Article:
Sunday 19 May 2019

ad mensam

SchloรŸ Hollenegg (DE) outside of Graz (the summer residence of the House of Liechtenstein) is no stranger to hosting unique exhibitions and the latest installation by curator Alice Stori Liechtenstein is no exception—with twenty-one site specific pieces throughout the castle’s sculleries and dining hall that explore table manners and dining etiquette as a social wedge that goes beyond the act of nourishment to afford all the chance to gather together and a place at the table (the Latin title). Much more to explore and chew over with Dezeen at the link above.

Sunday 22 April 2012

visa visum

The careless rhetoric of political campaigns can certainly re-phrase backwards proposals as something benign. The European Union is a striving towards perfection through integration and cooperation, and while though it may still have hard battles ahead of it (exacerbated by the economic climate and political scapegoating), one should approach the subject of closing boarders with extra caution. To have reinvented an entire continent of some four-hundred million people as an entity with no internal border control is a hallmark of the EU, extended even to more people than use the euro.  Citizens of Norway, Iceland, Switzerland and Liechtenstein also enjoy this privilege, though the Irish and the Anglo-Saxons did not fully agree to the terms of the treaty and still exercise elements of border controls with the rest of the EU.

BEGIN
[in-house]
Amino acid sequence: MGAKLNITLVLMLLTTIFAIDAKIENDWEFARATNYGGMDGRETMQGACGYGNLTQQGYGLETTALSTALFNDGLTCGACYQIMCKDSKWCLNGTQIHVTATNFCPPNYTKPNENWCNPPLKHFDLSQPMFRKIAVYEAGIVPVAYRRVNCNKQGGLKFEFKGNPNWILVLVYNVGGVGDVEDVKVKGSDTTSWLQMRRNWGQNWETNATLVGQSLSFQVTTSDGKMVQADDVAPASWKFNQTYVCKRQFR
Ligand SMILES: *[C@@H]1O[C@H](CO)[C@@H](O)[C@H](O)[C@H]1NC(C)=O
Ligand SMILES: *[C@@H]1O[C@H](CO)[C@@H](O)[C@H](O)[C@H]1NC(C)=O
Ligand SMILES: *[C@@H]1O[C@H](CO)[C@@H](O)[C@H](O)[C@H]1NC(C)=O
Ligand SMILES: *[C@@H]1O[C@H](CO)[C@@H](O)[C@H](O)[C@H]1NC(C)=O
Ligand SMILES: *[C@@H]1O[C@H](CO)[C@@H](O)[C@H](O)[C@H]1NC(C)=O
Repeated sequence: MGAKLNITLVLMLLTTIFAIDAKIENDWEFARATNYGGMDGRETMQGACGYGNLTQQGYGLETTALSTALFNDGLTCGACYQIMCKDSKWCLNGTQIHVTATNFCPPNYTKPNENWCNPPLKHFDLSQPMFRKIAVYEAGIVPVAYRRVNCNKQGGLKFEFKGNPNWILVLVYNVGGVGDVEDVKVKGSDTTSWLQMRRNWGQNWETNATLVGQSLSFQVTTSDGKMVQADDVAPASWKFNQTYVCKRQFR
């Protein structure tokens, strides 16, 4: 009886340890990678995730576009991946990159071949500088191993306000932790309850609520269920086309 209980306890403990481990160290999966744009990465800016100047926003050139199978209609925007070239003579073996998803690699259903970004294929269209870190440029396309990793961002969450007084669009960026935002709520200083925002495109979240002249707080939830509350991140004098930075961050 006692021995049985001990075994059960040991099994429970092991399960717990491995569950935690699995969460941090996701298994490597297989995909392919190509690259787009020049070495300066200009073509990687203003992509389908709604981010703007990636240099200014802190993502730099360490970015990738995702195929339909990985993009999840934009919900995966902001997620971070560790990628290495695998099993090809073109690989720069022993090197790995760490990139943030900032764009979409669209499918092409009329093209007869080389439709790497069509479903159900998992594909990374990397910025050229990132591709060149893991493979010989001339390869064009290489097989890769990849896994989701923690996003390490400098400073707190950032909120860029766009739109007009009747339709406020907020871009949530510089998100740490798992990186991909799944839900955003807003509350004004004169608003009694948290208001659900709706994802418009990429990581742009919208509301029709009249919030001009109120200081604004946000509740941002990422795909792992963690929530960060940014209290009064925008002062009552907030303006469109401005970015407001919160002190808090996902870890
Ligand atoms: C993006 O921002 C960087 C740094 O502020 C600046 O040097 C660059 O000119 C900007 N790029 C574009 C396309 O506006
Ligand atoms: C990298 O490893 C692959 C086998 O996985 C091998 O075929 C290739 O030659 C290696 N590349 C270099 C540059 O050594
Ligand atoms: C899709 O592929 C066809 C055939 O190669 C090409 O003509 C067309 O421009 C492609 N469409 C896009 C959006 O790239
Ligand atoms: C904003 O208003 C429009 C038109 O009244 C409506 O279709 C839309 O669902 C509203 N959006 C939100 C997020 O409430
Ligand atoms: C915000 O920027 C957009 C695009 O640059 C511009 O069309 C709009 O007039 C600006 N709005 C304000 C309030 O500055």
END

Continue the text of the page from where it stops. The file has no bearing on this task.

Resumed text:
Freedom of movement and the consequent right of abode and right to seek employment is one of the founding principles of the EU, and France and Germany, by proposing to exercise a seemingly innocent closing of their borders for a temporary period (not to exceed thirty days), are pandering to the fear of xenophobes and those who imagine their particular work-ethics to be sacrosanct. Some factions of the governments of France and Germany who would like the option to suspend the Schengen Accords are squarely blaming those outlying members, like Italy, Greece and Spain, for not better policing their external borders. The arrangement states that the first country to receive migrants are responsible for ensuring that the immigration process is carried out or that they leave once over staying their welcome, but these frontier lands are accused of lax controls and of sending on their arrivals to neighbouring states—i.e., France and Germany. I doubt that this characterization is entirely accurate, but given the financial hardships imposed on these same countries, so called austerity-programmes that have decimated funding for such public-sector affairs, I would not be entirely surprised if this situation was developing. Maybe there does need to be reforms and the terms of the treaty does allow for member states to protect their interests, but it does seem rather disingenuous and to confirm some of the criticisms of the skeptics who argued that the Schengen Zone is somewhat a one-way street, facilitating vacations for holiday-makers but less open and forthcoming for local-colour infringing on home-territory.